What’s up with Mansell? Water and Gas, a Troublesome Duo

Mansell House on Mead Way, empty since January. Photo courtesy of the Sarah Lawrence website

Mansell House on Mead Way, empty since January. Photo courtesy of the Sarah Lawrence website

Fourteen residents of Mansell house found themselves faced with a problem right before returning to campus in mid-January. They were involuntarily moved to new room assignments due to water and gas leaks that occurred in the building over winter break. 

It was only a few days before returning to campus that residents were notified of the situation. They were then assigned their new rooms and movers were hired to move their things.

“It was pretty sucky considering it was approximately three days before we got back to school,” said Bobby Marcus (’18), who now lives in Hill House. Fellow Mansell resident Auden Hargrove (’17), who now lives in Andrews Court and is also the resident advisor of Lower Mead Way, was “surprised and frustrated by the very little information given [at first]. It left a lot to the imagination.”

The affected students were given more information once they returned to campus at a meeting with Residence Life on January 17. It was at this meeting that they finally learned that not only was there a water leak, but there had been two gas leaks as well. 

According to assistant vice president of facilities Maureen Gallagher, the heat went out in the house on January 10, causing pipes to burst in the attic. The water went down to the room under the attic, and to the kitchen, located under that room. It was only when the fire department was notified and investigated the building that they also found two gas leaks present. The gas leaks were repaired but the extensive water damage would take more time to fix. Maintenance cleaned the water and the school called a licensed mold-remediation contractor to dry the house with special air heaters known as desiccants. An environmental hygienist was called to collect wall samples, test quality of air, and determine damage levels.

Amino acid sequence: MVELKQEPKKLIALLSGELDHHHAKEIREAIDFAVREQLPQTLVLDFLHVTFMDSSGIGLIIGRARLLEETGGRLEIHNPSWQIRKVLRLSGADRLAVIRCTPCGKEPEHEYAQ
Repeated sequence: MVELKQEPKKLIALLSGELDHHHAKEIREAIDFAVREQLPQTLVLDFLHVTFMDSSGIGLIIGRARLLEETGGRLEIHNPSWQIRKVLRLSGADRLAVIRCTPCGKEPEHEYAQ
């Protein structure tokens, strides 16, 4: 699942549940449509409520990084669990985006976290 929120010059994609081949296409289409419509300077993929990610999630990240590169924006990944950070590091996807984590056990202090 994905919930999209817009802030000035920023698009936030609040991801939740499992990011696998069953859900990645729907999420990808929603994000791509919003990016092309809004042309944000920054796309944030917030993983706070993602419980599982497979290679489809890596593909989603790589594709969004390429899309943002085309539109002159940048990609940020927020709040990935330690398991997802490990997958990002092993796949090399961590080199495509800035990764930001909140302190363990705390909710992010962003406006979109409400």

Not only did this work affect the residents of Mansell, but the neighboring Mead Way houses, Perkins and Brebner, lost wifi connection as a result of the power being cut in order to continue work on the house. The wireless router was held in the Mansell basements and the neighboring students were left without internet for almost two weeks. 

Some Mansell residents say the moving process could have gone more smoothly. Grether and Marcus say they lost no belongings, the same could not be said for others. “So much of my stuff is missing. A lot of weird things. Of course posters, art, books were damaged but there were things like contacts, my hairbrush, and my retainers,” said Hargrove. The students were allowed to enter for roughly 20 minutes to collect belongings that remained in common areas but apart from that, they were not allowed back in. On this, Marcus reflected, “ I want to go back home but that’s just not possible.”